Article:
Utah County Birders Newsletter


         October 2020 

    Monthly Meeting
Upcoming Field Trips
    President's Message
    Bird of the Month 
    Field Trip Reports


...Due to the uncertainty of the current situation and out of a desire to protect each other we have decided to postpone it for at least another month this year. As soon as we feel it is safe to resume meetings and our potluck we will do so, but until then, we want you to know we miss seeing all of you and we hope that you are staying safe and healthy and out there enjoying our avian world as much as possible despite our current limitations!



Saturday, Oct 10, 2020


Please Sign Up ASAP!

(We need an idea of how many are coming throughout the day to get approval to use the Provo Airport Dike.)

The Big Sit is an annual, international, noncompetitive birding event hosted by Bird Watcher’s Digest and founded by the New Haven (Connecticut) Bird Club.

The Big Sit! is like a Big Day or a bird-a-thon in that the object is to tally as many bird species as can be seen or heard within 24 hours, but the difference is that all birds must be observed by birders who are sititng or standing inside a pre-determined 17 ft diameter circle.

The Utah County Birders have participated in 17 annual Big Sits as the team the Utah Lakers. This year will be our 18th Big Sit. Our high count for species was achieved last year with 64 species.

The 2020 Big Sit will be held Saturday Oct 10 on the Provo Airport Dike. We ask all attendees to wear a mask while inside the count circle, to plan to bring and use sanitizer/alcohol wipes on shared spotting scopes, and to stay home if you have any COVID-19 symptoms or join us in spirit as we posts updated on our Facebook page if you are in a high risk group.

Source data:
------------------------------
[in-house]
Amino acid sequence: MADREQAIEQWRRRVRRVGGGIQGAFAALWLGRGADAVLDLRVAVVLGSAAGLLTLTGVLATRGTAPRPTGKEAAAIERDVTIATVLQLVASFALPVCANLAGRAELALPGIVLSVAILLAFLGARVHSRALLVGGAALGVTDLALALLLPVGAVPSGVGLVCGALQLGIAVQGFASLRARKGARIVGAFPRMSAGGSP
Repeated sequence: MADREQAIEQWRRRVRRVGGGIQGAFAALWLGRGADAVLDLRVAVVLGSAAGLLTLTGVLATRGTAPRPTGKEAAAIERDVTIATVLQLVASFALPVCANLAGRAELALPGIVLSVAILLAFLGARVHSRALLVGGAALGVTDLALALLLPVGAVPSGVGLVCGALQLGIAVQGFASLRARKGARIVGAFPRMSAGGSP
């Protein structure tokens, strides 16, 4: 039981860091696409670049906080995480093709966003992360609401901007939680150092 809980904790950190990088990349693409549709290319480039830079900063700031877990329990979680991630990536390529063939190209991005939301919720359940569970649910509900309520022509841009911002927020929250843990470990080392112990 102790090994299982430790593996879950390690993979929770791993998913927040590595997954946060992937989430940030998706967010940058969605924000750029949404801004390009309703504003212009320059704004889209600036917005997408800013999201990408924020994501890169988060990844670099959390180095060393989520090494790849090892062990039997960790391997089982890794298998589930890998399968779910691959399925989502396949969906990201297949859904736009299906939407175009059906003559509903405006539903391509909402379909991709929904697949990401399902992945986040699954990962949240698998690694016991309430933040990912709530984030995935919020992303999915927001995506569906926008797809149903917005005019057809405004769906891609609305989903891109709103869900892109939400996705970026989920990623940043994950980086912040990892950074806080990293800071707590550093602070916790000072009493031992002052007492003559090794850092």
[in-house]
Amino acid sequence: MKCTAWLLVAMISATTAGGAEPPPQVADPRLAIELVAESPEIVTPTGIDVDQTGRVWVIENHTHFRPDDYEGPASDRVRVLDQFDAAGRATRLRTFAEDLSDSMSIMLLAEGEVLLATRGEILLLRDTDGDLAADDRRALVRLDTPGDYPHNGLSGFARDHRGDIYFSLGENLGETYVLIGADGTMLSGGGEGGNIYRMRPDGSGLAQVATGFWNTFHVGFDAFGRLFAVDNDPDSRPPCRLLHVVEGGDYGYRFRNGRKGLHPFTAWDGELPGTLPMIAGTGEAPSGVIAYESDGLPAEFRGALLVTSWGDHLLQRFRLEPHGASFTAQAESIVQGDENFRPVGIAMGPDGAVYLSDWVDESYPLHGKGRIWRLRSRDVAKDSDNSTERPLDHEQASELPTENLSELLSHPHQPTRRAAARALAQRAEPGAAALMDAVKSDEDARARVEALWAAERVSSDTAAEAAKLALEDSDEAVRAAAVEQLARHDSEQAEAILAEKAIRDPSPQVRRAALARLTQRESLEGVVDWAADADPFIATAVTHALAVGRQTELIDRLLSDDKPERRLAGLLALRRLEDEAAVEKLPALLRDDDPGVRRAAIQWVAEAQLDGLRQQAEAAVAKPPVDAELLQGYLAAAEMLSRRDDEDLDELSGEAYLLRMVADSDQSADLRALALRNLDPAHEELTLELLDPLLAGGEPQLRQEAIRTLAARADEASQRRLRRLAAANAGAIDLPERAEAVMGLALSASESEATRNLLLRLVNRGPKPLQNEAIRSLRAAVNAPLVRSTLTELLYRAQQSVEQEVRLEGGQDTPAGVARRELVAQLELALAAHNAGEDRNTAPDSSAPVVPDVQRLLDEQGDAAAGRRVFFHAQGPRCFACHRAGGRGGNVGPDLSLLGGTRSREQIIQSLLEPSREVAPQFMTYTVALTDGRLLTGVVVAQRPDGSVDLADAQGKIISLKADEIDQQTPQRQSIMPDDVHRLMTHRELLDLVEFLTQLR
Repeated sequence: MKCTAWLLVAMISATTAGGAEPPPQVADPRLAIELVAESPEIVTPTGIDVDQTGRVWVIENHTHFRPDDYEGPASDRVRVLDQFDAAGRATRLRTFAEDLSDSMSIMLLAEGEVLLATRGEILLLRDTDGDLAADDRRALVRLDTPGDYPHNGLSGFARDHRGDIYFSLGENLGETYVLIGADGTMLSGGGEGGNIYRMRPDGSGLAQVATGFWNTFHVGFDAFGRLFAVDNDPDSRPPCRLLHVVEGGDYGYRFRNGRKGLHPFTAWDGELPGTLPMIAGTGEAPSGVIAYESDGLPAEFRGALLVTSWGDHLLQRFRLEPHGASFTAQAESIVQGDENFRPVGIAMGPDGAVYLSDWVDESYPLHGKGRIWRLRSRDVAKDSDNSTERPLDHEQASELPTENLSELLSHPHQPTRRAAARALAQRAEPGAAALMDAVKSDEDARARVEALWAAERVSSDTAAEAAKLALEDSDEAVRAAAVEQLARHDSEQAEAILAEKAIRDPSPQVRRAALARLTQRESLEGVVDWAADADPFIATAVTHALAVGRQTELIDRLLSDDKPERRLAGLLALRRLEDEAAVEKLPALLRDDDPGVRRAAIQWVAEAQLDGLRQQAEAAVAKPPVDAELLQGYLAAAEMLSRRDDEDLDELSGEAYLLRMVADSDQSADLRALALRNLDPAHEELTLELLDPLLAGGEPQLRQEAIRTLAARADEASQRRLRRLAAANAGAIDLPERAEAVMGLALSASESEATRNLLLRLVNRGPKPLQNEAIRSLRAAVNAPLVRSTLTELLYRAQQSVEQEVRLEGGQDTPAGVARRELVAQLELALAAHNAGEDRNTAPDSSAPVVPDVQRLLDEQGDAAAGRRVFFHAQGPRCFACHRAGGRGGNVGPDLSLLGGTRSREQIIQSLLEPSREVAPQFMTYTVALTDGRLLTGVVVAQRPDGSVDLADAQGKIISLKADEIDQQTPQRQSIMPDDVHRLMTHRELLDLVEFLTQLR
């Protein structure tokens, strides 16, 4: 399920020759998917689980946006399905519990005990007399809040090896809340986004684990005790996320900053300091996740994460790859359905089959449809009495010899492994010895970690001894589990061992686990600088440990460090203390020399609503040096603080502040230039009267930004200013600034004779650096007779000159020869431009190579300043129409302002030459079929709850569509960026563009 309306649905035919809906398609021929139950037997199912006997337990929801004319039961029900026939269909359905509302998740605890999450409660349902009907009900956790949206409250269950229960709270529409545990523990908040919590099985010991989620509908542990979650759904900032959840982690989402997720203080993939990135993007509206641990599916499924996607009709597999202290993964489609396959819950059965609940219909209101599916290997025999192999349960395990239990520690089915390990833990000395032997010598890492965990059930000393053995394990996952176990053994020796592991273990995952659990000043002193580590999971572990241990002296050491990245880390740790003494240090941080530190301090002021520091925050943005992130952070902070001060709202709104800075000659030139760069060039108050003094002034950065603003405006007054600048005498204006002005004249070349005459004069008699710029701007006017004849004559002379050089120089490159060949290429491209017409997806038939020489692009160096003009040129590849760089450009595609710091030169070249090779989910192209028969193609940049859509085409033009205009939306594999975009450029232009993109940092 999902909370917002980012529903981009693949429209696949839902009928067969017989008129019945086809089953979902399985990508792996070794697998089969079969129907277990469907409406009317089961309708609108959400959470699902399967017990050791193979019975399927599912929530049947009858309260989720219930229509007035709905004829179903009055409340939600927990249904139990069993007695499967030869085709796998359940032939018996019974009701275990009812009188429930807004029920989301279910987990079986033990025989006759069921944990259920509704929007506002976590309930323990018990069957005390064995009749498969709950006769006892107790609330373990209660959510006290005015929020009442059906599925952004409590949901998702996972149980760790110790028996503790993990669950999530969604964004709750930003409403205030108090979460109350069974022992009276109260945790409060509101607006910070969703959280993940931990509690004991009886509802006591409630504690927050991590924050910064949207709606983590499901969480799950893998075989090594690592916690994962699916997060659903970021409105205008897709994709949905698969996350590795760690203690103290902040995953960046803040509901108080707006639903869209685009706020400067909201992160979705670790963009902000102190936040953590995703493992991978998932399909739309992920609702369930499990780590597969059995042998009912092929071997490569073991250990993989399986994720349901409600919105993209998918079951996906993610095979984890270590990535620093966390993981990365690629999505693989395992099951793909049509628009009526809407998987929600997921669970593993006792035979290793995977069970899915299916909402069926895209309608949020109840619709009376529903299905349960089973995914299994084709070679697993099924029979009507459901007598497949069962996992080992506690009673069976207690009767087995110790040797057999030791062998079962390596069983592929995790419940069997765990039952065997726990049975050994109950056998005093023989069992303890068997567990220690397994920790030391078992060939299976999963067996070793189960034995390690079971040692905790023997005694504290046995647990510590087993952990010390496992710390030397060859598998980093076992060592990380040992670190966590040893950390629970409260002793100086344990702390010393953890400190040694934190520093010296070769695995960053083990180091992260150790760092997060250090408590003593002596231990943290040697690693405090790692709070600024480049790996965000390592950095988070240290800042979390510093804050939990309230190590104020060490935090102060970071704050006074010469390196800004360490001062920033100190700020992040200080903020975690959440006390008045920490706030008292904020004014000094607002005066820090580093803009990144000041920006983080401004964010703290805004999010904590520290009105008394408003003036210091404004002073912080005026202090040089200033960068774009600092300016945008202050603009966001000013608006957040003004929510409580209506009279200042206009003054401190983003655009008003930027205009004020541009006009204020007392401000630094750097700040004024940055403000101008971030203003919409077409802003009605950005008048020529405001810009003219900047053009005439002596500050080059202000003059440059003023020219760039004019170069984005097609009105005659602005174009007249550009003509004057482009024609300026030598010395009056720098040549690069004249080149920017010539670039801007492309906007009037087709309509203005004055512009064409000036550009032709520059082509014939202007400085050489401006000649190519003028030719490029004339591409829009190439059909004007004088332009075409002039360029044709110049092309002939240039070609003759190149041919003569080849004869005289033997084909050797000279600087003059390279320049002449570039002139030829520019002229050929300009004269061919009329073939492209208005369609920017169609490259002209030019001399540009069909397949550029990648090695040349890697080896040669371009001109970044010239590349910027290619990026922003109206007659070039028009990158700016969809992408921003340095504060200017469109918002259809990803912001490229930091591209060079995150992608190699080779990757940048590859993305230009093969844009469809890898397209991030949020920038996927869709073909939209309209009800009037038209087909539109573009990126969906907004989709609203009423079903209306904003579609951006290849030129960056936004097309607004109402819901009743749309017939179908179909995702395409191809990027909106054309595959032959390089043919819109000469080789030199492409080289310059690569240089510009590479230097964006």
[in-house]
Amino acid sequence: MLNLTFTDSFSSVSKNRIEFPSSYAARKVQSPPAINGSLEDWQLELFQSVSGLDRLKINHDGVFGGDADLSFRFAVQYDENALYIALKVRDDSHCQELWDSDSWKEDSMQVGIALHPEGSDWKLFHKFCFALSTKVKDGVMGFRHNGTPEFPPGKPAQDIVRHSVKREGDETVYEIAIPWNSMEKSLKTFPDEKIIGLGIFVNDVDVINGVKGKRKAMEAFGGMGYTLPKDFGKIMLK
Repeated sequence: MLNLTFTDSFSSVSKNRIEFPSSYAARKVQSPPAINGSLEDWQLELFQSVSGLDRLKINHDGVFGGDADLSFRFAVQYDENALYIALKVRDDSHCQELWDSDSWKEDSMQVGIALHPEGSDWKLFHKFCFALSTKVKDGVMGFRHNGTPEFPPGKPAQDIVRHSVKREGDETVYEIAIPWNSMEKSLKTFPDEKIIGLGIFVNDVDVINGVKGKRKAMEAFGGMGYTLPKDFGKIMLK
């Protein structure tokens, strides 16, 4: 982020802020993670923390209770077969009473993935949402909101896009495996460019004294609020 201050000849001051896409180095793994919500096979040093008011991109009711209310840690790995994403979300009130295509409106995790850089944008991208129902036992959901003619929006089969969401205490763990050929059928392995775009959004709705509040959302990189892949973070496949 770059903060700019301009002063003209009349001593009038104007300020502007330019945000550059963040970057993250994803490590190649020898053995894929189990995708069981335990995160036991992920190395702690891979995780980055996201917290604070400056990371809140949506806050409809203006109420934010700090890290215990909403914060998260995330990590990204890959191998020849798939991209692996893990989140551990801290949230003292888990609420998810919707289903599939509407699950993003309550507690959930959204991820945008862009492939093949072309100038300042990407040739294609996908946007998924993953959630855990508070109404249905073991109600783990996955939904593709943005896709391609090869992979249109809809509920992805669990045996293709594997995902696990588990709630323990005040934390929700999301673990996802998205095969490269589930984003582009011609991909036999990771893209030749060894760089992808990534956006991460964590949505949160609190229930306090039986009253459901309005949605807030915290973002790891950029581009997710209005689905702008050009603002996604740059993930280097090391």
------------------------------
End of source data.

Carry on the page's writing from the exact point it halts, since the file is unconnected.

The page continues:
If you’re interested, a sign up sheet with timeslots is available. We usually cover the count circle from dawn to dusk although earlier and later counting for owls is also an option.


President's Message - October 2020

            by Machelle Johnson


I got out and about in September, working on Goals #3, #4, #7, #12 and #35. I drove out to Carbon County to Soldier Creek State Park and Reservoir. It is quite small with a couple of nice campgrounds. Half the reservoir and one campground is in Utah County and the other half and campground are in Carbon County,

Burrowing Owls
by John Crawley
 ©John Crawley

Northern Mockingbird
by Cheryl Peterson    ©Cheryl Peterson

 so watch for that...The park was not crowded at all, just a few campers and a few outfits on the water. Highlights for me were a Brewer's Sparrow and a Willow Flycatcher. I also spotted a red fox running down the road.

I then went farther south to Emery County. Huntington State Park and Reservoir is even smaller than Soldier Creek! There were a few campers and a few on the water there as well. It's a very clean park though. It was birdy enough, I got my 20 birds there, but nothing noteworthy. All in all I checked off 2 counties, 2 reservoirs and 2 state parks!

On Saturday Sept 12 I visited Antelope Island State park. I met my daughter and 2 granddaughters there and we saw 8 owls! It was really fun for the girls to see 3 Great Horned Owls pretty close up, by the bison corrals. We also saw 5 Burrowing Owls, but they were harder for the little girls to see. I tried my best but did not see any special shorebirds. My scope isn't good enough to see 400+ yards out I guess, they all looked the same to me! I was able to check off another state park and body of water though.

On Saturday Sept 19 I drove out to Lincoln Beach. I was able to add 2 birds to my Utah and Utah County lists, a Bairds Sandpiper and American Pipit. I was hoping to see the Common Tern that Bryan had reported, but no luck there.

On Sunday Sept 20 I got my 20+ birds for the day plus a one-mile walk on Skipper Bay Trail. I saw 2 Northern Mockingbirds which surprised me, so I added another bird to my Utah County list.




by Spencer Covert


Canvasback  (Aythya valisineria)

           by Spencer Covert